I try not to be, but whenever I see a Dario Argento film it’s hard not to compare his work to the master, Mario Bava. And with such a pairing, Argento always seems to come up short. But this could be a personal issue, and perhaps I’ll outgrow it and become a healthier moviegoer—or maybe I’ll become a sadistic psycho-killer like the one in Four Flies on Grey Velvet (1971).
Last night I saw a 35 MM print of what is one of the rarest of Argento’s films (though you can find the entire film on DailyMotion these days) at the Library of Congress, Packard Campus. They had an uncut version in English, but the print was pretty bad quality with lines all over the place. What’s more, the colors were faded leaving a red tinge throughout. The film is the third installment in Argento’s “Animal Trilogy” and it’s not nearly as gory or scary as some of his better know films like Profunda Rossa (1975) and Suspiria (1977). In fact, it’s actually more comedic than anything else.
There were various scenes when the small film audience I was watching it with burst out in laughter. And for most of them that seemed to be the desired effect. The plot was thinner than the various women’s blouses in the film, and the lead actor was almost impossible to relate too. That said there were some scenes that were pretty awesome. In particular the opening scene and the closing scene.
The opening features the protagonists band rocking out and then cuts to a human heart beating in empty space. In many ways it’s a perfect metaphor for the incongruence of much of the plot, but the rockin’ drumming which seamlessly compresses a week’s worth of time into a few minutes was pretty awesome.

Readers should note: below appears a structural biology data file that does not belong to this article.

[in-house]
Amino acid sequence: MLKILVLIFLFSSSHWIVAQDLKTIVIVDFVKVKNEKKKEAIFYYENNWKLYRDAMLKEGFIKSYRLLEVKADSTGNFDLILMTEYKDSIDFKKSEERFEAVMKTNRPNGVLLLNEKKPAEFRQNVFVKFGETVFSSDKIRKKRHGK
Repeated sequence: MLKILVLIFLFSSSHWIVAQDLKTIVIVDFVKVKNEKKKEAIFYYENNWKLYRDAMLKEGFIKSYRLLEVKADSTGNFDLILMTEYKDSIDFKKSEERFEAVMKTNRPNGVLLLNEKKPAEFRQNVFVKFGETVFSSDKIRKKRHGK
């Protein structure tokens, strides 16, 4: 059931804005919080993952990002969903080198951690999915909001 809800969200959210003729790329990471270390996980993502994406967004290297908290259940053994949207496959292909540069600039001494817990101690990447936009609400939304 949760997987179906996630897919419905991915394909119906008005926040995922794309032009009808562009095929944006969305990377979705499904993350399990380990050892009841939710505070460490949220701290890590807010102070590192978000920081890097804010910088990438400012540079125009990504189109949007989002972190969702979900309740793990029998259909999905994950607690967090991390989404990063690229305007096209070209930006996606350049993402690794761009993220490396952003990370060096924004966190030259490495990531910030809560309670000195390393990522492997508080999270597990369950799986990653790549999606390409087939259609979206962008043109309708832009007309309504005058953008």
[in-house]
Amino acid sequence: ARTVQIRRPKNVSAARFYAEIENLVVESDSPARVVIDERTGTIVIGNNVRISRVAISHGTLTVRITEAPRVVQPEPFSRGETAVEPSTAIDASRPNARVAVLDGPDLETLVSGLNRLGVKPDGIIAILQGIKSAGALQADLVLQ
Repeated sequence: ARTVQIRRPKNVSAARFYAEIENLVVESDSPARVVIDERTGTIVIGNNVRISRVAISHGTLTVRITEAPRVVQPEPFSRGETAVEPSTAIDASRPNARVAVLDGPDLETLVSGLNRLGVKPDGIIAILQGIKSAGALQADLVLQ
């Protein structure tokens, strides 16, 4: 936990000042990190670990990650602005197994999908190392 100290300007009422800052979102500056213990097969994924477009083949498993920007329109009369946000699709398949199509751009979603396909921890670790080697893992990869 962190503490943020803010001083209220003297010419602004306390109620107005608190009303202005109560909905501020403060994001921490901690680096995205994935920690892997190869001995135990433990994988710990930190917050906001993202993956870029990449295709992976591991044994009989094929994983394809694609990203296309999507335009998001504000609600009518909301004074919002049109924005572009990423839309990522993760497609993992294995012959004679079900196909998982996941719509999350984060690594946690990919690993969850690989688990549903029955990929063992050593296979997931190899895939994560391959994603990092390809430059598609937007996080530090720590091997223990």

On the other hand, the final scene does that opposite, taking one moment and stretching it out over three minutes. It’s a bit gory (although not by Lucio Fulchi’s standards), but marks one of the first times a feature film uses “high-speed camera (capable of producing 1000 frames a second)” to slow down the action so you can see crazy details of the collision. It’s a beautiful scene, and the music makes it. Also, it’s not really too gory but you should take heed that heads will roll.
I didn’t really think about it until writing this post, but the compression of the opening scene and the expansion in the closing moment is an interesting meditation on time in both film, life and death. But I’m not sure all that came between those two points of the film reinforced that intelligibly in any way—but it does make me admire Argento a bit more. Who knows, maybe it’s a sign I’m turning.
Finally, the music is by Ennio Morricone, and he rules. Although apparently Argento and Morricone had a major falling out over the exclusion of certain tracks, so they wouldn’t work together again until his 1996 film The Stendahl Syndrome. You could argue this made way for Argento’s work with Italian progrock, soundtrack band Goblin, which is significant given how connected their sound is to Argento films like Suspiria and Tenebrae—not to mention Romero’s Dawn of the Dead.